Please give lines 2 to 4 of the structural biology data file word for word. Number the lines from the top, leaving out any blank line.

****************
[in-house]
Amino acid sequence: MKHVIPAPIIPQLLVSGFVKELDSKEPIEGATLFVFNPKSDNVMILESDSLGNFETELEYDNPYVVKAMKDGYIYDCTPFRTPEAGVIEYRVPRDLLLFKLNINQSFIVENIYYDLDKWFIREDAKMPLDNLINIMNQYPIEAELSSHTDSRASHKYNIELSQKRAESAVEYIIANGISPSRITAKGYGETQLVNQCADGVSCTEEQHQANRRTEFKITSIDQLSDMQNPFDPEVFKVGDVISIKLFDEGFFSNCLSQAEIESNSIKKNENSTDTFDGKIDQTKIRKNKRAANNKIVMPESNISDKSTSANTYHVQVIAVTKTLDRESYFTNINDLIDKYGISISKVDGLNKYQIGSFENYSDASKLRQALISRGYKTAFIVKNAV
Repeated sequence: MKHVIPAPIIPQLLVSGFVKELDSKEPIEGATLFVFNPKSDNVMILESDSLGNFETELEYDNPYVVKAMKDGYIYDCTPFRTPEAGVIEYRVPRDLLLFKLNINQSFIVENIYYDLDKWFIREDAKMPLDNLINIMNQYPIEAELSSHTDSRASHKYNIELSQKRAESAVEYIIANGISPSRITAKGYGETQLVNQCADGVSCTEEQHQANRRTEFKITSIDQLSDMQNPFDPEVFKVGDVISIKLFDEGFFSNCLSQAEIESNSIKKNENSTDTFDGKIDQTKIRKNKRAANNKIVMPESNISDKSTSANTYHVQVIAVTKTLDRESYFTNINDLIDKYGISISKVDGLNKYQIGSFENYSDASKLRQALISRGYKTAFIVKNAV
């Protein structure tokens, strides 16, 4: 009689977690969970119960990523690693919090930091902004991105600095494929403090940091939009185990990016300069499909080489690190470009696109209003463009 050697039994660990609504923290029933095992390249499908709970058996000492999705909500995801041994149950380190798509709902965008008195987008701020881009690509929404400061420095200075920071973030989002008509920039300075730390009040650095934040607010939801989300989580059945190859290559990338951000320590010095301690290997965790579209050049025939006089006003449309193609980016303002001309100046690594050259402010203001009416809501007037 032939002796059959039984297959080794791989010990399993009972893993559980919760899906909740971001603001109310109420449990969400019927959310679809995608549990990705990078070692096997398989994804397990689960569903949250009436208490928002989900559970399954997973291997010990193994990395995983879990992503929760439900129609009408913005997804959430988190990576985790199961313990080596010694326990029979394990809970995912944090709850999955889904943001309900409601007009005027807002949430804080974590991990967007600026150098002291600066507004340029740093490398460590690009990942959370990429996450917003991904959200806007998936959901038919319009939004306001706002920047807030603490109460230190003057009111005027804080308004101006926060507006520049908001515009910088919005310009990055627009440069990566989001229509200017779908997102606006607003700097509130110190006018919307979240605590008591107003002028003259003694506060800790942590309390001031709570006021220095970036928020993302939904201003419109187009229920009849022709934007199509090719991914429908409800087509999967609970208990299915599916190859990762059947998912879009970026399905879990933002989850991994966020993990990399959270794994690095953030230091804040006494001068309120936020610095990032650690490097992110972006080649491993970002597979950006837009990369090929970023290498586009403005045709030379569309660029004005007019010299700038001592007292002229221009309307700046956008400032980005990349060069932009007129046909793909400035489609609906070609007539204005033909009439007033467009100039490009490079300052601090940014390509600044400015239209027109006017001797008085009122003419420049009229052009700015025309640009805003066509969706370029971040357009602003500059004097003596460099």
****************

Amino acid sequence: MKHVIPAPIIPQLLVSGFVKELDSKEPIEGATLFVFNPKSDNVMILESDSLGNFETELEYDNPYVVKAMKDGYIYDCTPFRTPEAGVIEYRVPRDLLLFKLNINQSFIVENIYYDLDKWFIREDAKMPLDNLINIMNQYPIEAELSSHTDSRASHKYNIELSQKRAESAVEYIIANGISPSRITAKGYGETQLVNQCADGVSCTEEQHQANRRTEFKITSIDQLSDMQNPFDPEVFKVGDVISIKLFDEGFFSNCLSQAEIESNSIKKNENSTDTFDGKIDQTKIRKNKRAANNKIVMPESNISDKSTSANTYHVQVIAVTKTLDRESYFTNINDLIDKYGISISKVDGLNKYQIGSFENYSDASKLRQALISRGYKTAFIVKNAV
Repeated sequence: MKHVIPAPIIPQLLVSGFVKELDSKEPIEGATLFVFNPKSDNVMILESDSLGNFETELEYDNPYVVKAMKDGYIYDCTPFRTPEAGVIEYRVPRDLLLFKLNINQSFIVENIYYDLDKWFIREDAKMPLDNLINIMNQYPIEAELSSHTDSRASHKYNIELSQKRAESAVEYIIANGISPSRITAKGYGETQLVNQCADGVSCTEEQHQANRRTEFKITSIDQLSDMQNPFDPEVFKVGDVISIKLFDEGFFSNCLSQAEIESNSIKKNENSTDTFDGKIDQTKIRKNKRAANNKIVMPESNISDKSTSANTYHVQVIAVTKTLDRESYFTNINDLIDKYGISISKVDGLNKYQIGSFENYSDASKLRQALISRGYKTAFIVKNAV
């Protein structure tokens, strides 16, 4: 009689977690969970119960990523690693919090930091902004991105600095494929403090940091939009185990990016300069499909080489690190470009696109209003463009 050697039994660990609504923290029933095992390249499908709970058996000492999705909500995801041994149950380190798509709902965008008195987008701020881009690509929404400061420095200075920071973030989002008509920039300075730390009040650095934040607010939801989300989580059945190859290559990338951000320590010095301690290997965790579209050049025939006089006003449309193609980016303002001309100046690594050259402010203001009416809501007037 032939002796059959039984297959080794791989010990399993009972893993559980919760899906909740971001603001109310109420449990969400019927959310679809995608549990990705990078070692096997398989994804397990689960569903949250009436208490928002989900559970399954997973291997010990193994990395995983879990992503929760439900129609009408913005997804959430988190990576985790199961313990080596010694326990029979394990809970995912944090709850999955889904943001309900409601007009005027807002949430804080974590991990967007600026150098002291600066507004340029740093490398460590690009990942959370990429996450917003991904959200806007998936959901038919319009939004306001706002920047807030603490109460230190003057009111005027804080308004101006926060507006520049908001515009910088919005310009990055627009440069990566989001229509200017779908997102606006607003700097509130110190006018919307979240605590008591107003002028003259003694506060800790942590309390001031709570006021220095970036928020993302939904201003419109187009229920009849022709934007199509090719991914429908409800087509999967609970208990299915599916190859990762059947998912879009970026399905879990933002989850991994966020993990990399959270794994690095953030230091804040006494001068309120936020610095990032650690490097992110972006080649491993970002597979950006837009990369090929970023290498586009403005045709030379569309660029004005007019010299700038001592007292002229221009309307700046956008400032980005990349060069932009007129046909793909400035489609609906070609007539204005033909009439007033467009100039490009490079300052601090940014390509600044400015239209027109006017001797008085009122003419420049009229052009700015025309640009805003066509969706370029971040357009602003500059004097003596460099």